A 10 year old male presents to the Emergency Department with complaint of substernal chest pain, 6/10, unable to describe the sensation but non-radiating, which started during a basketball game, while running.
- Patent airway
- Adequate respiratory effort with no signs of distress
- skin is pink, warm and dry, with no signs of hypoperfusion
Pertinent medical Hx:
- Chronic Interstitial Lung Diseases secondary to Human T-cell Lymphotropic Virus (HTLV)
- Secondary Pulmonary Hypertension
No allergies reported
- Acetaminophen PRN
- furosemide 20mg
Baseline vital signs:
- Heart rate: 112 beats/min
- Respiratory rate: 24 breaths/min
- SpO2: 97% on 2 lpm O2
- Capillary refill: < 2 seconds
The patient is evaluated and admitted due to the current complaint and prior medical complications. The following 12 lead ECG is obtained:
- Sinus rhythm
- Biatrial Enlargement or Abnormality
- Right Ventricular Hypertrophy (R > 7mm in V1-2)
- Rightward Frontal Axis (QRS axis approximately 121 degrees)
- Right Precordial ST segment depression
As many prehospital and in-hospital providers are initially taught, ST segment depression and T wave inversion indicates myocardial ischemia. However, there are other conditions which can present with ST segment depression and T wave inversion, and not be ischemia related. These are commonly due to ventricular repolarization abnormalities, electrolyte imbalances such as Hypokalemia (low serum Potassium) and Hypomagnesemia (low serum Magnesium) and in the pediatric setting, Juvenile T waves or Juvenile T wave Inversion.
Reponarization abnormalities, such as the ones seen in ventricular hypertrophy, ventricular beats, Bundle Branch Blocks or ventricular paced rhythms, are knows as Secondary ST-T changes, which again, are not due to ishemia but the altered repolarization conduction. At times, it might be hard to differentiate between the two, however, in this case, the patient is admitted and diagnosed with Cor Pulmonale, treated Pulmonary HTN and mild Hypokalemia of 3.0 mEq/L following blood work. Cath performed show no structural coronary artery deffects or occlusion.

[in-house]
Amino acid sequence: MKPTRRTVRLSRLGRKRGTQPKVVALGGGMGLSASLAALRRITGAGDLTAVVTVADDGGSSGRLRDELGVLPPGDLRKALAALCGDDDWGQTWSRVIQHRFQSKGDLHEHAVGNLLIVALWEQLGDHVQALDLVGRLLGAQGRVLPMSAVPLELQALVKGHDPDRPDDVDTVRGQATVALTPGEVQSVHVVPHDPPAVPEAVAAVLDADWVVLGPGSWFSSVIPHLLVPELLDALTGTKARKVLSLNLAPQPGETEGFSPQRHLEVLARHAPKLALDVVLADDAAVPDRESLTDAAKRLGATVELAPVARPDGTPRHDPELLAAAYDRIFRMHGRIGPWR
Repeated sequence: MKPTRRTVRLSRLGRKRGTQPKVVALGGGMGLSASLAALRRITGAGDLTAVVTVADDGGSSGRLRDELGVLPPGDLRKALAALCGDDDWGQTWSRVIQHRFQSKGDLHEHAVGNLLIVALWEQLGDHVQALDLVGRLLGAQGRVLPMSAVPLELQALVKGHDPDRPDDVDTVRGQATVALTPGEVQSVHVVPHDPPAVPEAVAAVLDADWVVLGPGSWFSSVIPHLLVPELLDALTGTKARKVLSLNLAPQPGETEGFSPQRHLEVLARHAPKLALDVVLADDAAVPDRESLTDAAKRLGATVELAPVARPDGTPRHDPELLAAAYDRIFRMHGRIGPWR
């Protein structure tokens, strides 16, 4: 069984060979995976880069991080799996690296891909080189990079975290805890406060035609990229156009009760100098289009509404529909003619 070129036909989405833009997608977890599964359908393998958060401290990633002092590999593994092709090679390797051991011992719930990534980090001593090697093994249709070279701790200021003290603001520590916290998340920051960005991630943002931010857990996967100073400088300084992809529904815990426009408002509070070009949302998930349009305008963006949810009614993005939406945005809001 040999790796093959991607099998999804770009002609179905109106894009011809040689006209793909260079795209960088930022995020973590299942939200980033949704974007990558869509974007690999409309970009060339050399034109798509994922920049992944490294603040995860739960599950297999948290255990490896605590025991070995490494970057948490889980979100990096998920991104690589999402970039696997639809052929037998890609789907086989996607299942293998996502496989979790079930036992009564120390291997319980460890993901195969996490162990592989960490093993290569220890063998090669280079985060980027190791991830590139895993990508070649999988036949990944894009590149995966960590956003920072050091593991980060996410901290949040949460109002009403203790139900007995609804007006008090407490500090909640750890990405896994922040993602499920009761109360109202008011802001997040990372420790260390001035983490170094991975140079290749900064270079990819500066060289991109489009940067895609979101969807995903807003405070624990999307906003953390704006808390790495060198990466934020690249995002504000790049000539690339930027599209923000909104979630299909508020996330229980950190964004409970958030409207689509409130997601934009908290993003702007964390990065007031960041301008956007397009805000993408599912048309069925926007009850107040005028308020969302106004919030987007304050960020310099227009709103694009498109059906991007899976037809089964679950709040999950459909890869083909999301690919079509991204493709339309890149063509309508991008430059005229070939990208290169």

28 days later, the same patient presents to the Emergency Department complaining of chest pressure and is again admitted. The following 12 lead ECG is obtained:
Biatrial enlargement or abnormality
Rightward Frontal Axis at 112 degrees
Biventricular Hypertrophy voltage criteria
Secondary ST-T changes
An Echocardiogram study is performed wish showed mild dilated Right Atrium (RA) and dilated Right Ventricle (RV) with decreased RV systolic function and tricuspid valve regurgitation. Normal Left Ventricular function and size noted.
The patient is admitted and treatment remained with Viagra (sildenafil) 20mg, Ambrisentan 10mg, Lasix 20mg and shceduled Bipap. Hemodynamic monitoring was established with Central Venous Pressures (CVP) and Pulmonary Artery Pressures (PAP) assessed and controlled.
16 days later, the following 12 lead ECG is obtained, with no complaint or symptoms:
- Biventricular Hypertrophy voltage criteria
- Rightward Frontal Axis at 98 degrees
- Secondary ST-T changes
This time, Echo showed thickened RV free wall with improved systolic function and tricuspid valve insufficiency. There is a dilated main pulmonary artery with normal branches. The LV remained within normal limits.
Take home value:
In the emergency medicine setting, a large portion of pediatric population will present with pulmonary and cardiac related complications, which mostly arise from congenital etiology. The pulmonary and cardiac systems (Cardiopulmonary) are unavoidably related for normal physiologic function. Although RV forces are typically predominant in the early stages of life and often normalizes as the LV increases in workload and size, pathologic RV changes are one of the most common abnormal findings during pediatric ECG evaluation, which often, not only reflect cardiac abnormalities, but pulmonary system deffects.
For further, click on the link below: